• Unnecessary remake that gets most of what made the original distinctive wrong.

    While May Britt is a very pretty girl she possesses none of the magical allure nor cheap commonness that Marlene Dietrich brought to the part of Lola-Lola. Without those essential elements explaining her ability to ensnare the professor so utterly that he throws his life away on her the picture has an empty center. Also updating the setting to the 50's removes the air of decadent decay that hung over the first's Weimar Germany.

    There are some good things chief among them Curd Jurgens's lead performance. His slow slide into degradation is compelling and he's the reason to see the film but Dmytryk's direction is listless and therefore the film is uninspired.

    Interesting to see John Banner who was best known as the simple-minded Sgt. Schultz on Hogan's Heroes cast here as an erudite educator. He's also quite good in his small role.

    A foolish decision to remake something so closely associated with one particular legendary figure. A losing proposition from the start, something that Marilyn Monroe, Spencer Tracy & Fredric March-all of whom were offered the roles first and rejected them obviously realized. Why bother when you know from the start your film will never measure up.
  • I was very impressed with this movie. Wonderful love story. It held my attention the whole time. When I first started watching it, I thought to myself it was going to be very boring, but only after a few minutes, it captured my attention and there was no getting away from the TV. Very well acted by both lead actor and actress. I loved this movie so much and thought May Britt did such a wonderful job that I researched her on the internet and was shocked to find out that she was married to Sammy Davis, Jr. I suggest anyone who likes a good plot as well as a love story watch this movie.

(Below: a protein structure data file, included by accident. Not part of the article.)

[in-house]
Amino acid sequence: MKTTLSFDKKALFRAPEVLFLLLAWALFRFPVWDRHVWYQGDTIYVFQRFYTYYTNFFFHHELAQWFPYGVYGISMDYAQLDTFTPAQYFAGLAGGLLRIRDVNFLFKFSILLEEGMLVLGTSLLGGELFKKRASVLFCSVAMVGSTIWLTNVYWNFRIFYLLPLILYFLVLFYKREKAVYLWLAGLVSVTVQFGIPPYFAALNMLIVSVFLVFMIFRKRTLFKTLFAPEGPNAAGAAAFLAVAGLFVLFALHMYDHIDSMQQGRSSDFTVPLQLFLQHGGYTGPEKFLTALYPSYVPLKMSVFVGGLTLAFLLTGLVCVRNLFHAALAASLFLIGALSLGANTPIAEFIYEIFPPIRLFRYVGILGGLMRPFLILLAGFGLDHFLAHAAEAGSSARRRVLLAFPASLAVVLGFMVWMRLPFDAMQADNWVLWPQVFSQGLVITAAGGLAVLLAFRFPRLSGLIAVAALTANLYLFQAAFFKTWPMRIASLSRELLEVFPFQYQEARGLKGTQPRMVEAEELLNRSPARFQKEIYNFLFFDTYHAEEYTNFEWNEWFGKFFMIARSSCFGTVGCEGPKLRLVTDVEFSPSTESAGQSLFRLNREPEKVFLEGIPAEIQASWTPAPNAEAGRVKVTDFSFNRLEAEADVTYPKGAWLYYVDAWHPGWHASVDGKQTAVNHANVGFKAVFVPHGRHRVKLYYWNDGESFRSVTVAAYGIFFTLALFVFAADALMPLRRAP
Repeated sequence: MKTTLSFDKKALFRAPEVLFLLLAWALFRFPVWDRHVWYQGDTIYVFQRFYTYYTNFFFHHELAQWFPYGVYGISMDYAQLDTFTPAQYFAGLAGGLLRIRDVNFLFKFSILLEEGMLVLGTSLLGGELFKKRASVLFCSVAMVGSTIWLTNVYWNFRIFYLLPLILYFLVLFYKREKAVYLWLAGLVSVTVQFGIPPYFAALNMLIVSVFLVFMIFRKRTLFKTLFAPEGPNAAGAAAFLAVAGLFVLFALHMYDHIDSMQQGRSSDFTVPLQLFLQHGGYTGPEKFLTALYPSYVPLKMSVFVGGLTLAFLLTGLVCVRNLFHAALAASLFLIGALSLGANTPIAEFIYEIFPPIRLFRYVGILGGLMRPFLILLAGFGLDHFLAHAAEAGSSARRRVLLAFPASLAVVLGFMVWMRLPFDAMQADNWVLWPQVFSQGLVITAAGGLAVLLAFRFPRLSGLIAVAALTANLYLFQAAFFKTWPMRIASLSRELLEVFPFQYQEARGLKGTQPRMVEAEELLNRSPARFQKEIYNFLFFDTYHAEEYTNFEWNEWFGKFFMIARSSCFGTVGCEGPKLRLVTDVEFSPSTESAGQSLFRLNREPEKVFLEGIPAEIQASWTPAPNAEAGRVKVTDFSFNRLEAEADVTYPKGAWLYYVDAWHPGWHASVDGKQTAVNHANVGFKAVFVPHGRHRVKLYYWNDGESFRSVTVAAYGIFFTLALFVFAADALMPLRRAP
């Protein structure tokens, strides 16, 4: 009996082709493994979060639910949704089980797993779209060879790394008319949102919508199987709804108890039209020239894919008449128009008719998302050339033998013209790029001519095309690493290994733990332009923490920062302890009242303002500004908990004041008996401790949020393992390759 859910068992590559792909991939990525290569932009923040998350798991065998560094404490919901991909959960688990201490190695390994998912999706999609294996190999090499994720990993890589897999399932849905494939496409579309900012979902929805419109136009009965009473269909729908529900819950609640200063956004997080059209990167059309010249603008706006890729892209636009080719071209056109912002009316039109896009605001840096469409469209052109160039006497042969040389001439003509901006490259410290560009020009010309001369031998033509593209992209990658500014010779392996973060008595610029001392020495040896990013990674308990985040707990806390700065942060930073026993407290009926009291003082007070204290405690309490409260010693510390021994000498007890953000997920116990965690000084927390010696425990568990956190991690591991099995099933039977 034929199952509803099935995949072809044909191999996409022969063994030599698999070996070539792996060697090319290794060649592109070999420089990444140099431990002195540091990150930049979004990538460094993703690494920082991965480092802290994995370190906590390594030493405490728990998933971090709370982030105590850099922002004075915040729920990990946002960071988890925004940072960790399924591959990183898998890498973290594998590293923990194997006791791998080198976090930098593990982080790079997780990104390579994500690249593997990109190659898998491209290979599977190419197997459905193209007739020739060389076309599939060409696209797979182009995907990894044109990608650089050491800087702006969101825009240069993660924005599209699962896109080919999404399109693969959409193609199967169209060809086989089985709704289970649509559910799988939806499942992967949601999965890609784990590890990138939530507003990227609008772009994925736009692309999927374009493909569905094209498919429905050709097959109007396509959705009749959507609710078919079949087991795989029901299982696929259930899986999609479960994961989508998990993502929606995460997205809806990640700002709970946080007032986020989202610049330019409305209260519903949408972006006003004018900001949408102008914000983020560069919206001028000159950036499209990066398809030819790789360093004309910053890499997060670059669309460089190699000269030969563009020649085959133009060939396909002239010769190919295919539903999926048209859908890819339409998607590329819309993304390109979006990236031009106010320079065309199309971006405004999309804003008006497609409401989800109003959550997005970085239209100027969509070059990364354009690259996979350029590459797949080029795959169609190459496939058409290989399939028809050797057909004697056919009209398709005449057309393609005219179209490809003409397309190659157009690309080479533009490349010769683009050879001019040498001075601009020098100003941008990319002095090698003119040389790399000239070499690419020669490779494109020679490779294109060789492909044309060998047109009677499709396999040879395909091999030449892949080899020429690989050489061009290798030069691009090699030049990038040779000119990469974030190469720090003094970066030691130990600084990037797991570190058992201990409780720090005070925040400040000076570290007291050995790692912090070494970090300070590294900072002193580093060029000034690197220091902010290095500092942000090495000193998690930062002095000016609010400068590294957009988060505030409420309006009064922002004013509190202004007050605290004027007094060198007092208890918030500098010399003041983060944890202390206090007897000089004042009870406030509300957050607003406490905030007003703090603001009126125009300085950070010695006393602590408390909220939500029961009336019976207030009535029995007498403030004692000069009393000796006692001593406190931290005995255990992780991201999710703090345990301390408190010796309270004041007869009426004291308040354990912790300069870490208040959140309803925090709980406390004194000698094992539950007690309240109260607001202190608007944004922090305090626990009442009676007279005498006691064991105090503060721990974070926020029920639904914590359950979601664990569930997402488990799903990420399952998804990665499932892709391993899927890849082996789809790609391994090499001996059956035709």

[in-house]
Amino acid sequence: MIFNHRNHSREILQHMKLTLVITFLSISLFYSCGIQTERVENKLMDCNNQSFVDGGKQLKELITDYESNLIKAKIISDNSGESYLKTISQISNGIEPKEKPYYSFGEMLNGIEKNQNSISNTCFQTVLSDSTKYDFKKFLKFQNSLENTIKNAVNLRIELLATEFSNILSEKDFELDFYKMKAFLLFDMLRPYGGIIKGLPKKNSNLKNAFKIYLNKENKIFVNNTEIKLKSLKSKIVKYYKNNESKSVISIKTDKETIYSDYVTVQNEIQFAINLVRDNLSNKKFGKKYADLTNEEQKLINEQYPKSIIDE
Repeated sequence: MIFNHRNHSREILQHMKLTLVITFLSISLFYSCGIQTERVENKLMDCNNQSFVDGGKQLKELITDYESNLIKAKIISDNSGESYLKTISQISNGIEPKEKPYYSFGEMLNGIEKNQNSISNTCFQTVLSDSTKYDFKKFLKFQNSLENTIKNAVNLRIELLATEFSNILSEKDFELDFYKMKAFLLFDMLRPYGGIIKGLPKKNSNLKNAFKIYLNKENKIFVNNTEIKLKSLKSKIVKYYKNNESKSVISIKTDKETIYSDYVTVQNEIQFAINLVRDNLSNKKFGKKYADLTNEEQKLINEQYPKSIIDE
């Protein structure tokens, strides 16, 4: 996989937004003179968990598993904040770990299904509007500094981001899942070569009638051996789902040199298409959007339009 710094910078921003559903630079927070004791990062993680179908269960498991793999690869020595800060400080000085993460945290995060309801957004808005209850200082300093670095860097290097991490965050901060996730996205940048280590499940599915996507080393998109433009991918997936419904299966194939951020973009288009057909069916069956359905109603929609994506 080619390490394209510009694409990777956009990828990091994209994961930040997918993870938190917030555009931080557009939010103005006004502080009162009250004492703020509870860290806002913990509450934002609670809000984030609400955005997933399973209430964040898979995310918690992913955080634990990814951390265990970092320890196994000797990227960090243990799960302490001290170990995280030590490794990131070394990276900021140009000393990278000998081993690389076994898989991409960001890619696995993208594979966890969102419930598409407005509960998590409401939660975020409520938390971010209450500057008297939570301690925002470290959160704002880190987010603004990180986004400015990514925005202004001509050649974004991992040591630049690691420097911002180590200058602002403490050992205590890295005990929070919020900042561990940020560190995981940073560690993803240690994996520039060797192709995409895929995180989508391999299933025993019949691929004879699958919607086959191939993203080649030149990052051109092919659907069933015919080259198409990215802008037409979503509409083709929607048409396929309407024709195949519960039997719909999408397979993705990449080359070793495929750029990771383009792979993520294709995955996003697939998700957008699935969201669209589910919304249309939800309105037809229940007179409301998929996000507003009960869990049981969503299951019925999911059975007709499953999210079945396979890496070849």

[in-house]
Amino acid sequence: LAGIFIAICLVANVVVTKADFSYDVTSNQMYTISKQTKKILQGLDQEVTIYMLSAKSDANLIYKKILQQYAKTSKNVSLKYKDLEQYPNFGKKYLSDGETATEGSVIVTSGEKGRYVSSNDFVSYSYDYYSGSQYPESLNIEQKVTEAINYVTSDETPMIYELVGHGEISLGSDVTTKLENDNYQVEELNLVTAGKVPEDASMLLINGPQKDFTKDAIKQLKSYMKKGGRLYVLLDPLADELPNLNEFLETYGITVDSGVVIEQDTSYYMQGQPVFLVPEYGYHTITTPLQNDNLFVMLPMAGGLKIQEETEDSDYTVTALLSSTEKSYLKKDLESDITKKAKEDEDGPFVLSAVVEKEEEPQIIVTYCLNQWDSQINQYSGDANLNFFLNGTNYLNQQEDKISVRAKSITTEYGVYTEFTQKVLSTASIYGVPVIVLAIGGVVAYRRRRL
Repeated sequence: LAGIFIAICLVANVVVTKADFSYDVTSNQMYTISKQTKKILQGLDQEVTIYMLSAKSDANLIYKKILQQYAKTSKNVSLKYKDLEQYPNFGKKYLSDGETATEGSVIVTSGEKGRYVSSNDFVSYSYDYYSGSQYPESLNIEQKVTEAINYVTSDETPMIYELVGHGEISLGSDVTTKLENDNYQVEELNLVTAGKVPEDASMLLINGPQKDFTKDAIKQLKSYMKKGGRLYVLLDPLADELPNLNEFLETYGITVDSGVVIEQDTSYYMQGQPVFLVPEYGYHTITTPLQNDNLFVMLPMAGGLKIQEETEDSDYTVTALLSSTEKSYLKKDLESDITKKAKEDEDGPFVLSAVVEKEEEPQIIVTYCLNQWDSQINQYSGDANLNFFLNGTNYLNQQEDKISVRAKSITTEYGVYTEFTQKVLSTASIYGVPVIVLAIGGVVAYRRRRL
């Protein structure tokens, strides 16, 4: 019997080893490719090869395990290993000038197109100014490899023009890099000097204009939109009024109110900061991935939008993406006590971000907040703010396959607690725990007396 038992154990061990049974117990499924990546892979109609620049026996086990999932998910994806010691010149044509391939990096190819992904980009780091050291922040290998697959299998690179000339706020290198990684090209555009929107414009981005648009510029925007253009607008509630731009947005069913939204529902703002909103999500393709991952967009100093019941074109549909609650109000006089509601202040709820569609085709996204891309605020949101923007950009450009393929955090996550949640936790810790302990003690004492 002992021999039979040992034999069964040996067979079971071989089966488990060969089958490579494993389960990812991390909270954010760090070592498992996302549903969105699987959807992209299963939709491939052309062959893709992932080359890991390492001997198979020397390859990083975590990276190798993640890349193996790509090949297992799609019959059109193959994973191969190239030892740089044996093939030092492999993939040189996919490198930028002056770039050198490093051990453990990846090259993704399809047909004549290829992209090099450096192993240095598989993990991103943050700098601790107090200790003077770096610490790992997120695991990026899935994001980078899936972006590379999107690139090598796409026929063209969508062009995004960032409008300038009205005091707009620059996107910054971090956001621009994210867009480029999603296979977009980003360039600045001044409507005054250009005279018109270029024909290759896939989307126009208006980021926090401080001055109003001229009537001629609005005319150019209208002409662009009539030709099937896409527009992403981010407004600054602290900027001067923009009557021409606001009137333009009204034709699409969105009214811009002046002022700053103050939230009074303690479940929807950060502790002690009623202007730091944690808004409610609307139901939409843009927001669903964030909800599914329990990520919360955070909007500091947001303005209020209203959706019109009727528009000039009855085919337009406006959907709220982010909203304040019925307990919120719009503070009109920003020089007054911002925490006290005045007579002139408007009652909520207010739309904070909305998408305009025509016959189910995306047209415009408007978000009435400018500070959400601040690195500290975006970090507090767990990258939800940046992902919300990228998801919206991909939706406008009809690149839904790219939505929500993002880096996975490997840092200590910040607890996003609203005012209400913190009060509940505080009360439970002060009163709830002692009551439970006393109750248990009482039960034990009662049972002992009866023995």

• I have seen the movie exactly one time, shortly after it came out. At the time, I had never seen the original version, nor did I know anything about the story. The Blue Angel was the 2nd movie of a double feature, and I almost didn't stay for it! The story is an old German folk tale, but it is so reflective of what can and does happen in life. A big regret, for me, is that the May Britt version has, as far as I can determine, never been put on video tape or disc. When I, finally, got to see the old, original movie, I thought it was very poorly done -- corny humor in places where I didn't feel it was appropriate. I'm surprised at the fame the original created and the lack thereof for the remake. - bearandgrinnit
  • Curt Jurgens is magnificent! I don't even remember watching Mai Britt as LOLA-LOLA as I was so enthralled with Jurgens' performance. He was absolutely marvelous! Catch Curt in the movie he stars with Ingrid Bergman, as a Chinese warlord. And also in "Mephisto's Waltz" with Alan Alda. Curt is an all consuming and ultimo actor.